For the second month in a row ANZ's export commodity price index has risen and September's 3.5 per cent increase is its strongest monthly gain for a year and a half.

It is too early yet to book the cathedral for a performance of the Hallelujah Chorus, ANZ economist Steve Edwards said. "But it is encouraging."

Ten of the 17 commodities in the index rose, but the gains were heavily concentrated in dairy products, which make up 43 per cent of it. Excluding them the rise would have been 0.5 per cent.

The index is still 16.9 per cent off its peak of April last year in world price terms.


Most of last month's gain survives the exchange rate.

In New Zealand dollar terms the ANZ index rose 3 per cent, though it remains 24 per cent off its peak of 18 months ago.

"It's a welcome break from nine months of almost uninterrupted declines," Edwards said.

Both skim milk powder and aluminium prices jumped 11 per cent in September.

Butter and whole milk powder rose 8 per cent, wool and apples 6 per cent, cheese 5 per cent, venison 2 per cent, and logs and beef 0.5 per cent.

Prices fell for pelts by 10 per cent, casein and kiwifruit were down 2 per cent and lamb dropped 1 per cent.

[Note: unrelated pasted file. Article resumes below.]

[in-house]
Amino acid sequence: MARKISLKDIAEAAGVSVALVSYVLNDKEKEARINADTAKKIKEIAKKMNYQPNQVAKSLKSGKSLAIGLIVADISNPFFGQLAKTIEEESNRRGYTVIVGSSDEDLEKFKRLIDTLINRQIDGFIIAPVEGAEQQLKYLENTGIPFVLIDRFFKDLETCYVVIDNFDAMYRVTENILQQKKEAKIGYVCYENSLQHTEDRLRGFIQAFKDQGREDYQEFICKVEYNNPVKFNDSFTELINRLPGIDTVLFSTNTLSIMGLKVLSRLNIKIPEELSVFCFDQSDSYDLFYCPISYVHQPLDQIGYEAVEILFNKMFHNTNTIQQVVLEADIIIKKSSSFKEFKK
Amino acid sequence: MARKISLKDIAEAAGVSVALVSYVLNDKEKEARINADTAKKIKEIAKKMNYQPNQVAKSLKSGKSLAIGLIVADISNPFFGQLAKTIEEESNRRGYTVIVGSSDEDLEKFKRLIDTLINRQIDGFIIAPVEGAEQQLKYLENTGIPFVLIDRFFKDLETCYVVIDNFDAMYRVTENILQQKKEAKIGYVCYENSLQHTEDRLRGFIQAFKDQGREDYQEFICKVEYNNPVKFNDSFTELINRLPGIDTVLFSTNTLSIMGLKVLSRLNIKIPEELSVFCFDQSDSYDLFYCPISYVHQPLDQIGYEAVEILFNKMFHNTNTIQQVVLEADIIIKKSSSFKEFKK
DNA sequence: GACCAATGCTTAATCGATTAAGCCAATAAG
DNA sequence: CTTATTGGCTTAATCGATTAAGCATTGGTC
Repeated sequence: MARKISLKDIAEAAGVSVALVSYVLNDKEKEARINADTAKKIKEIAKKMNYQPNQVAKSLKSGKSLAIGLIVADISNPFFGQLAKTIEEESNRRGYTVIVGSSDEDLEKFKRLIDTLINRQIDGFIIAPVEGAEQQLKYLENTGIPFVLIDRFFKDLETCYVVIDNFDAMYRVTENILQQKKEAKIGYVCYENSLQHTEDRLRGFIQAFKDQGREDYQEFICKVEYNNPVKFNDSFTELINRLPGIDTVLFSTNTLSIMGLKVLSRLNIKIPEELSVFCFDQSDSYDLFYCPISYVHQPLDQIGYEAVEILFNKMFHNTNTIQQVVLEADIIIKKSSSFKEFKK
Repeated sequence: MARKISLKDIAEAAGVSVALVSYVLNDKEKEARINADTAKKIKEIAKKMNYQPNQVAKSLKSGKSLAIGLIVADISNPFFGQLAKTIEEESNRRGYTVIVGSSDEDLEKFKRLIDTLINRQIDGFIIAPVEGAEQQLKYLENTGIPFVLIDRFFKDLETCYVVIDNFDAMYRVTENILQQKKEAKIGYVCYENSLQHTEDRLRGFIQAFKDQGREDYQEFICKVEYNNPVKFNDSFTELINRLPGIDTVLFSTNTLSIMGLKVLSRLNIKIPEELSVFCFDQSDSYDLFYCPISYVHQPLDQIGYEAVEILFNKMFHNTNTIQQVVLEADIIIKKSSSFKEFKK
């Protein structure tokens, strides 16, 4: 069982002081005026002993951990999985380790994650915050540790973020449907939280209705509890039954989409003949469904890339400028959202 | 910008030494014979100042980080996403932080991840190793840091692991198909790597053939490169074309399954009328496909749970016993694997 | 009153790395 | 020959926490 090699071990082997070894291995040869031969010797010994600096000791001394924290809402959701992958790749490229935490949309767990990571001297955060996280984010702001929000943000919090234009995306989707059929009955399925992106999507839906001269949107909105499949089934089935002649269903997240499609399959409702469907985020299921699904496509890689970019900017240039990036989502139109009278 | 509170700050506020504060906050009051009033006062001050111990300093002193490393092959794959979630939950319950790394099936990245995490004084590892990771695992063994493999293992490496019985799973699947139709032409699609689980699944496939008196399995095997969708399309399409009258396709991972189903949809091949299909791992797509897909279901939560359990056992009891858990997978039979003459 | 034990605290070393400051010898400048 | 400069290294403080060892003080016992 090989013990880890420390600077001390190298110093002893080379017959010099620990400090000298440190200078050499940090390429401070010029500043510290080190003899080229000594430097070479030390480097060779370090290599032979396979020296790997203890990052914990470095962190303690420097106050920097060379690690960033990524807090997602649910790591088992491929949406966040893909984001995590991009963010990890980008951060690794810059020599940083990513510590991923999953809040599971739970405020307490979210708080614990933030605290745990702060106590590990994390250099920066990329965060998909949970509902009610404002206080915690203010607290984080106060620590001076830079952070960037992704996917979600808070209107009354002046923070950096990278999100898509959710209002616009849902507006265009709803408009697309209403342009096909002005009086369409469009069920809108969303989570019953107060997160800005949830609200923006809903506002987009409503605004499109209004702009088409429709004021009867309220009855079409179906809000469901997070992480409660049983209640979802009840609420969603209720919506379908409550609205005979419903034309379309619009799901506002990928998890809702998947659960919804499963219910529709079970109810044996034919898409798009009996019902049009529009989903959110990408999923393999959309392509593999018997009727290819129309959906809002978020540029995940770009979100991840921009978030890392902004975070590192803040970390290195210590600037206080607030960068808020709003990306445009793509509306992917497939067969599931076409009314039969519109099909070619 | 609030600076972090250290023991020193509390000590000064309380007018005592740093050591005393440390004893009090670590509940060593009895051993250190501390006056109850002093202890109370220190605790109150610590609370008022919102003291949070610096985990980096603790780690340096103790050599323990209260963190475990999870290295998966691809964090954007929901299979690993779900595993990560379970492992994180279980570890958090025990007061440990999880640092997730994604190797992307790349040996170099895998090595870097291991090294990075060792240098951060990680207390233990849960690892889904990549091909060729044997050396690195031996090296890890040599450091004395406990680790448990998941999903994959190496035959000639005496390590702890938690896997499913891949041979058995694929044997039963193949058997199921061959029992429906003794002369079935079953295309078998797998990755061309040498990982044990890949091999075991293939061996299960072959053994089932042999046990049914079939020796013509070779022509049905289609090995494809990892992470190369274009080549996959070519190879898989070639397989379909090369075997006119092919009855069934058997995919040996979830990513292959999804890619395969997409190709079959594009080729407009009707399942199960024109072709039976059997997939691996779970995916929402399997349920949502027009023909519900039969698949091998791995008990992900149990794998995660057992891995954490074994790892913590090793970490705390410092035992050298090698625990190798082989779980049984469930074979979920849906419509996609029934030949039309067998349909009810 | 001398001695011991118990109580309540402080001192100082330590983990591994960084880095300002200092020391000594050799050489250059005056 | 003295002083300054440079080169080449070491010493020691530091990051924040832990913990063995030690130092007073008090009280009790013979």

The drop in lamb prices had been as sharp as the rise was a couple of years ago, Edwards said.

"Offsetting that, beef and venison have picked up a little bit."

The Treasury, reflecting on Monday on the past month's crop of economic indicators, pointed to signs that export commodity prices might have found a floor as a potential boost to the economy in the near term.

"Admittedly, prices remain some way below their peaks reached last year, and the recent gains in the New Zealand dollar have taken the edge off," it said.

Nonetheless, Fonterra's GlobalDairyTrade index of dairy prices had climbed by over 20 per cent over the past four fortnightly auctions (before the event due overnight) reflecting, at least in part, concerns about the impact of drought in the United States on the supply of grains, it said.

"Beyond the anticipated short-term drought-induced rise in global beef supply and associated fall in prices, the reduced size of the US cattle herd will lead to a further tightening in beef supply and higher prices."